Art With Impact: Interpreting the “Dreams” of Andover Students Through Artwork

A variety of student-produced artwork following the theme of “dream” was displayed at the event.

Kian Burt ’24, Maggie Qi ’24, Anna Ohm ’24 observe the art at the exhibition.

Art With Impact, an event-based art club, held an exhibition last Friday centered around the theme of “Dreams.” Talented artists across campus were welcome to submit their artworks regardless of experience, providing a diverse collection of pieces showcasing different interpretations of the prompt. Art With Impact founder Michelle Chen ’24 provided insight into the selection of this theme and the underlying purpose.

“We wanted to make something broad, so everyone had something to submit to, but we also wanted to have striking art, so we felt like the ‘dream theme’ encompassed that. While a lot of the pieces here are more literally dream-like, as in sleep dreams, I feel like it’s also important to capture the dreams of Andover students, ambitions, hopes, so that’s kind of what I thought the exhibition could be about,” said Chen.

Artists utilized a broad range of artistic media to create these pieces. Chen, herself, gravitated towards oil paint, reflecting on how this familiar medium helped ground one of her multimedia art pieces. Her final fragmented painting symbolized the process of gathering the scattered pieces of oneself, reflecting the dreamlike state of trying to understand who she is.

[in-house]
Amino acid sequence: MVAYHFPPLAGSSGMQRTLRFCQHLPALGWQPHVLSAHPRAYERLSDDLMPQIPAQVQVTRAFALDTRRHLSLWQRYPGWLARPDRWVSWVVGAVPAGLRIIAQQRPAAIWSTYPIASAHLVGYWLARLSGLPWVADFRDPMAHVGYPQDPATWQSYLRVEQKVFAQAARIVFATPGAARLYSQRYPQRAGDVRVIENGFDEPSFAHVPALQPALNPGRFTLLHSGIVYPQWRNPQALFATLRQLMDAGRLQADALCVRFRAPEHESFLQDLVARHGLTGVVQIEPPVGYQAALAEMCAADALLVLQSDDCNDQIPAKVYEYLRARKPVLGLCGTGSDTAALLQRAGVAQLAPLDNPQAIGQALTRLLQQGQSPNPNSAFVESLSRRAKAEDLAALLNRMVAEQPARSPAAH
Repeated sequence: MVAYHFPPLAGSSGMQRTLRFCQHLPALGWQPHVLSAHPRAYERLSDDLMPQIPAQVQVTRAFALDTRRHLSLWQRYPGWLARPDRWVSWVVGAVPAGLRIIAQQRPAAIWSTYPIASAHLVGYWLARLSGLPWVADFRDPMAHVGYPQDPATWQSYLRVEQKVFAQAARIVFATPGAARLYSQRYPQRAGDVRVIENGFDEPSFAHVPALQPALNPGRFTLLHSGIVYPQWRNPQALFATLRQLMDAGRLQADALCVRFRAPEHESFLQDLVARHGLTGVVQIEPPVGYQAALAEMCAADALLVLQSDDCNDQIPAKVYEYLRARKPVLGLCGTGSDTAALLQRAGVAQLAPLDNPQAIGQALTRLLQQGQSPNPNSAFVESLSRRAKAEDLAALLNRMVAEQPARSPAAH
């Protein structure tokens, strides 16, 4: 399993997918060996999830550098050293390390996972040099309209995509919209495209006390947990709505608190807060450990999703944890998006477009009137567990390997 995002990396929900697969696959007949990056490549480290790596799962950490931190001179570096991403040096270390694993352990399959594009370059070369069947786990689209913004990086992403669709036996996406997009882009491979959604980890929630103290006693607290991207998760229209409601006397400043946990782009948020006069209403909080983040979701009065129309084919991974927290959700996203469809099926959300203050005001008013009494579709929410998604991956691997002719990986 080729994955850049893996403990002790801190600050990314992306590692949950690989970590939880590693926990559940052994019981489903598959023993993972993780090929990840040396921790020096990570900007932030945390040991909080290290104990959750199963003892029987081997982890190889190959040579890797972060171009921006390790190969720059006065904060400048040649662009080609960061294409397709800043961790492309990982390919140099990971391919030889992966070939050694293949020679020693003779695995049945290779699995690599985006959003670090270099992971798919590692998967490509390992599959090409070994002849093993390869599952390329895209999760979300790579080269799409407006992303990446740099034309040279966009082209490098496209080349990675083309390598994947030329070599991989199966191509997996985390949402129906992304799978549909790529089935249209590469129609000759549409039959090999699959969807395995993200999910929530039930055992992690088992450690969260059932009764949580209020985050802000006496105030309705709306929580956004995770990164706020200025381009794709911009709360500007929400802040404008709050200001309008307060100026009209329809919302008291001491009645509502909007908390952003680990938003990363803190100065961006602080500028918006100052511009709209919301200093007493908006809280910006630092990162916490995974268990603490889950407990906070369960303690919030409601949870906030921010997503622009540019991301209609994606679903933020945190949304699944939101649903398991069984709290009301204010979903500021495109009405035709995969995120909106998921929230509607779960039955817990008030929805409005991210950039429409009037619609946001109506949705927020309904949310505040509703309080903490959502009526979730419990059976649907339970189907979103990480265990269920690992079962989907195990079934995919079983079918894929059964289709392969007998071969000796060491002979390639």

“It actually took me months to finish because the middle is an oil portrait of myself, which is my preferred medium, and the faces around it, which are meant to represent your different selves, are all made out of colored plastic, cellophane, and they took me forever to cut and paste and organize and layer.” said Chen.

In addition to the sculpture, sketching, painting, pastels, and digital programs used to embody the theme, some artists utilized creative writing to provide more context and depth to their pieces. Attendee Jackson Slack ’26 shared his appreciation for a particular poem that accompanied a piece.

“I didn’t catch the name, but there was a poem associated with one of the pieces. It was a short poem, a couple of lines, and I thought it was very beautiful to read… The main thing I took away is to look and try and find the meaning of the painting, and it’s interesting how every single painting is different, and they all express different things. And that specific painting, the person used a poem to help get their point across which I really like,” said Slack. 

Although the gallery attracted many students to come and see the work, the limited space created slight challenges. Going forwards, attendee Marika Saito ’25 hopes that the next event can be held in a different room, and potentially showcased the artwork to art classes who might’ve missed the exhibition due to the overlap of Friday night events.

“I feel like maybe we should advertise this a little more, because it would’ve been cool to see everyone’s artwork regardless of if they’re taking an art class or not. And maybe also finding a bigger gallery space. I mean, this is also a gallery, but I feel like it would be a lot more special if we had a nice room for these paintings just to celebrate them. Also, maybe making it at an earlier time so that all students could come view the work together. Maybe we could even have art classes to come view it too,” said Saito.